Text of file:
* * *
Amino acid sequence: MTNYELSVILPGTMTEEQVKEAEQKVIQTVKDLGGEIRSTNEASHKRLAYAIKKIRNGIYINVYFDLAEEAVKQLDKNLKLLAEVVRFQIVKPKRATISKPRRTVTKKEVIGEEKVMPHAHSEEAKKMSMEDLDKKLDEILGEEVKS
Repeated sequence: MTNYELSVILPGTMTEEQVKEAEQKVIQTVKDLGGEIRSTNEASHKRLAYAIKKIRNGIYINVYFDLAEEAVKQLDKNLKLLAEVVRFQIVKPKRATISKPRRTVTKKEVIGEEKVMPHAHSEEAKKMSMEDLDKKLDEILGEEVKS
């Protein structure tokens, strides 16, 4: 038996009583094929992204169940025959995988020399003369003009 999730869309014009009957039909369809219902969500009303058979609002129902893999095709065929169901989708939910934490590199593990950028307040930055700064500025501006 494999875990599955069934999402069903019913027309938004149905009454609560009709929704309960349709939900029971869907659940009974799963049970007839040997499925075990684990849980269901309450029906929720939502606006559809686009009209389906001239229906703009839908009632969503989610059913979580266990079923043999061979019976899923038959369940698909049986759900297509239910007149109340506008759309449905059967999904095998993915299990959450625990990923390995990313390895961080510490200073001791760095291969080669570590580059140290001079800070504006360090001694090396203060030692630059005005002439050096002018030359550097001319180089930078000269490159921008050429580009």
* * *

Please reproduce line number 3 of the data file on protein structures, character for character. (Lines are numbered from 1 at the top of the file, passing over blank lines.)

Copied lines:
């Protein structure tokens, strides 16, 4: 038996009583094929992204169940025959995988020399003369003009 999730869309014009009957039909369809219902969500009303058979609002129902893999095709065929169901989708939910934490590199593990950028307040930055700064500025501006 494999875990599955069934999402069903019913027309938004149905009454609560009709929704309960349709939900029971869907659940009974799963049970007839040997499925075990684990849980269901309450029906929720939502606006559809686009009209389906001239229906703009839908009632969503989610059913979580266990079923043999061979019976899923038959369940698909049986759900297509239910007149109340506008759309449905059967999904095998993915299990959450625990990923390995990313390895961080510490200073001791760095291969080669570590580059140290001079800070504006360090001694090396203060030692630059005005002439050096002018030359550097001319180089930078000269490159921008050429580009």